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Climate Change Threatens Māori Plant Use and Knowledge

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Climate change will likely shift the distribution of culturally important plants in New Zealand, hampering harvests and putting long Māori traditions and knowledge at risk.

“Because of polluted water and soil, invasive species, and habitat destruction people are already having trouble finding the resources they need. Climate change adds another layer to this issue”, said Dr Priscilla Wehi from Manaaki Whenua – Landcare Research, who co-authored new forecast maps published in People and Nature (https://goo.gl/w7iB2k).

Local and indigenous people play critical roles in preserving biodiversity and ecosystems. Plants may expand or shift their range as global temperatures continue to rise, but ancient bio­cultural connections could be lost if plants become inaccessible to the people who use them. “Rather than just looking at whether climate change will make species go extinct, we wanted to know how climate change will affect people’s access to plants”, Wehi said.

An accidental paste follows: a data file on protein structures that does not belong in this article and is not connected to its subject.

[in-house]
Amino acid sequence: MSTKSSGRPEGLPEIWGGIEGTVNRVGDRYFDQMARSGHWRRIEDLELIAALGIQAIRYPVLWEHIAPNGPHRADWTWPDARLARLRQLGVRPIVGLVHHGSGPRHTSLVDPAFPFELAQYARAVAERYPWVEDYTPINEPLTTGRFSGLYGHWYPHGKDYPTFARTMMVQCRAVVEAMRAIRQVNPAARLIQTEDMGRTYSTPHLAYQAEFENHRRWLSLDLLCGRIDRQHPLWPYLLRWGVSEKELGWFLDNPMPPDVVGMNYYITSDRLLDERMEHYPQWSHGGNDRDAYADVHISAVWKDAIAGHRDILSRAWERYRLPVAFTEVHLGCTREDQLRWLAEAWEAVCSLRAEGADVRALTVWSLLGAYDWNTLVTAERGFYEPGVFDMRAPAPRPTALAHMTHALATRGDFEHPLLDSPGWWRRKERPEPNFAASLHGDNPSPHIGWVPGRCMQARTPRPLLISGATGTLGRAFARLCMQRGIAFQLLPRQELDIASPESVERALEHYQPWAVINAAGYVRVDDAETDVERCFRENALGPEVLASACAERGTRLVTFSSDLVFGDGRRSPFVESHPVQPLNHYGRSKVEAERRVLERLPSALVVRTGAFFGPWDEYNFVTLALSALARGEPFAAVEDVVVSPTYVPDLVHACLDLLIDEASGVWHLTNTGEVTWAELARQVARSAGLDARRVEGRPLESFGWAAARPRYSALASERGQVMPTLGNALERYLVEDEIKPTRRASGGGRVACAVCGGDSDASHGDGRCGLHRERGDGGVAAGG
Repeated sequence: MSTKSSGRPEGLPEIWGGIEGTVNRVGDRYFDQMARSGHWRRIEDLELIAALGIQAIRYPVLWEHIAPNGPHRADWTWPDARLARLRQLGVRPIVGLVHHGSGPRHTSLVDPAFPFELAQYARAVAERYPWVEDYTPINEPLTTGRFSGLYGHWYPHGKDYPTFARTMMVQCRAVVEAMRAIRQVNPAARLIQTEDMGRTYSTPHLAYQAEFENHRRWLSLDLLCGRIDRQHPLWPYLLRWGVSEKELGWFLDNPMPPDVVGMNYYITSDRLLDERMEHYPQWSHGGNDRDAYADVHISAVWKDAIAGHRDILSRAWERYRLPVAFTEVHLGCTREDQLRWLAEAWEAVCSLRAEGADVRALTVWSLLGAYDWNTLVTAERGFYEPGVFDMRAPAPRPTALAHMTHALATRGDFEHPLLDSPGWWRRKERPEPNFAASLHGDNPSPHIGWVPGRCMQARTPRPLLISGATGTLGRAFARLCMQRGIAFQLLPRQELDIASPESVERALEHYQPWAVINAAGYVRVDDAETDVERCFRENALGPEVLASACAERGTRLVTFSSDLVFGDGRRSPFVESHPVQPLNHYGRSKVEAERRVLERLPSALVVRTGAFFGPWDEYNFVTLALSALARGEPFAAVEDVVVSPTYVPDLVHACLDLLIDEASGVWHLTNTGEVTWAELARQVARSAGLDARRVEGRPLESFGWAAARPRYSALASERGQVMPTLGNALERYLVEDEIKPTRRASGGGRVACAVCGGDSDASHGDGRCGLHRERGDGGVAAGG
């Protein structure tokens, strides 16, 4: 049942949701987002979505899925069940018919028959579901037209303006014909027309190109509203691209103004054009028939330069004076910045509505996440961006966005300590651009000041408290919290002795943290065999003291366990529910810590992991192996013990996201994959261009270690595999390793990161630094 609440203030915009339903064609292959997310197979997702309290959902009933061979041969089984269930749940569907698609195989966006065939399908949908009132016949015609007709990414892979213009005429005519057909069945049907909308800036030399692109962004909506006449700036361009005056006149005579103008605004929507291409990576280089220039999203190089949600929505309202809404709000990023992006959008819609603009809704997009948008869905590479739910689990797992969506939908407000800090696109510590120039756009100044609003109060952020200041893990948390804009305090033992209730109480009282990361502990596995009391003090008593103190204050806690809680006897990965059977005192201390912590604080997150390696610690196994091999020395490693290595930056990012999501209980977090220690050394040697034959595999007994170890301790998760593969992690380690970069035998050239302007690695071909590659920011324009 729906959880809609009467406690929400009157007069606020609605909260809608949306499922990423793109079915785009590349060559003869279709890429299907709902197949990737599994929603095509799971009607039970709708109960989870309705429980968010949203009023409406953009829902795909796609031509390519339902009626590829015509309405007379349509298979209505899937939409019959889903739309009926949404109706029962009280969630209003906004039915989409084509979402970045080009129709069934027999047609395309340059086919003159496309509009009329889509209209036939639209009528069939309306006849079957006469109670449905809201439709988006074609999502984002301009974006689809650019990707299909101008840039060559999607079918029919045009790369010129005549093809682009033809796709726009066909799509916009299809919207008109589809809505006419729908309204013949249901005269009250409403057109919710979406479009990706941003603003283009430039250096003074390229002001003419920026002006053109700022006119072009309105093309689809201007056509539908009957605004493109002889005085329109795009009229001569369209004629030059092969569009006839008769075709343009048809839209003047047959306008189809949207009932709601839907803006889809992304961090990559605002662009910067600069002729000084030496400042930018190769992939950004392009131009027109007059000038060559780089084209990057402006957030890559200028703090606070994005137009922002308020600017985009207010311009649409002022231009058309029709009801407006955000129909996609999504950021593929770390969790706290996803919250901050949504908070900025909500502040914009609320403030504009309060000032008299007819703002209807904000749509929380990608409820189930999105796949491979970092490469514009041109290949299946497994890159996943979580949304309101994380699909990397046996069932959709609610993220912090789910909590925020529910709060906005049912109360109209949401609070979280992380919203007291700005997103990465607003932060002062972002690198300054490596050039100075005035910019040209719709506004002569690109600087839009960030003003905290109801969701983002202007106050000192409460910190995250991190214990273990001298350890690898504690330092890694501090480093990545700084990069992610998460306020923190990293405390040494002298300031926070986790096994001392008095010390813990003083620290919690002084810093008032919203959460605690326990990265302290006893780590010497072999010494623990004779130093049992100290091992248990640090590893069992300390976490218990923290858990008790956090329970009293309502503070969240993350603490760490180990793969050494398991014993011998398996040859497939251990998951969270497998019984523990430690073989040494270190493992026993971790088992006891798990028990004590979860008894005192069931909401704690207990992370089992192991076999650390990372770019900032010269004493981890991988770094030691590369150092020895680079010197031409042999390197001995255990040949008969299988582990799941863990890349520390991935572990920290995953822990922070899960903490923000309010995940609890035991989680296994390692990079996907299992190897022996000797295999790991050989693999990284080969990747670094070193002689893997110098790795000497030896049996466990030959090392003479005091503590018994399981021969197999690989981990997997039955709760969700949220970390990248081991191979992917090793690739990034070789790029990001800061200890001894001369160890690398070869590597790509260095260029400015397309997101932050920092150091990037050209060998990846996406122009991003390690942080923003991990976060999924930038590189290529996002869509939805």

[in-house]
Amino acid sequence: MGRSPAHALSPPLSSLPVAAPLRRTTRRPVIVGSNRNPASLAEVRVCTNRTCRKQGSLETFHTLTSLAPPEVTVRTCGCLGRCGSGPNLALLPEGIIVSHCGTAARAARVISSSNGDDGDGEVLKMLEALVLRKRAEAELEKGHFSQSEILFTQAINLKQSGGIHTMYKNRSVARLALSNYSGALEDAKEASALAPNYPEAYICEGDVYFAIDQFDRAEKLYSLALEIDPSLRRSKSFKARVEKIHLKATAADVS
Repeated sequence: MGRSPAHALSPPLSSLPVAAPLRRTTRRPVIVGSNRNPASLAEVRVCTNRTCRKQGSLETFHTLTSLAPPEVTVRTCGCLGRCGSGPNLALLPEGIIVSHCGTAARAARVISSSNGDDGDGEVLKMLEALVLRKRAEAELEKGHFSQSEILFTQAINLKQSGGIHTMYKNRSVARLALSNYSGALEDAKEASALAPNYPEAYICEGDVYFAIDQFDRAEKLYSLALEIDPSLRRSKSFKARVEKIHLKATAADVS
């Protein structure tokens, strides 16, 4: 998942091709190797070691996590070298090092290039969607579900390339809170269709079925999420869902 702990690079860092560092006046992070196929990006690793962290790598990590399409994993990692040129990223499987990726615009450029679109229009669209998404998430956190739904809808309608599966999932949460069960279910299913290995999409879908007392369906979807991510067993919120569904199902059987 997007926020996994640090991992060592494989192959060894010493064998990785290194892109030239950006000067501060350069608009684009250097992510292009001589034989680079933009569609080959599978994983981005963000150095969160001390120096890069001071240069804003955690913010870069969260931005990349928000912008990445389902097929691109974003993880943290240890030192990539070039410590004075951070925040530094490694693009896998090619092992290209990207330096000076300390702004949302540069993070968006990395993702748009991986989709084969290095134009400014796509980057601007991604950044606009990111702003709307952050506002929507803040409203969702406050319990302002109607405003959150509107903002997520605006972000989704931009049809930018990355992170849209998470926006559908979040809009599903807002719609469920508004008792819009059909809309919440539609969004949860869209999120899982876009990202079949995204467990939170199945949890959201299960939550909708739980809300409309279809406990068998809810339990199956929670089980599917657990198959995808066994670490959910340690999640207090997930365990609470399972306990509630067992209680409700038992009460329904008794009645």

The researchers focused on two plants that are traditionally used for weaving and as medicine, and that are important to the history and identity of the indigenous Māori people.

Kuta (Eleocharis sphacelata) is a soft, golden sedge found in wetlands across New Zealand and is especially valued in the North Island, where it is...

The full text of this article can be purchased from Informit.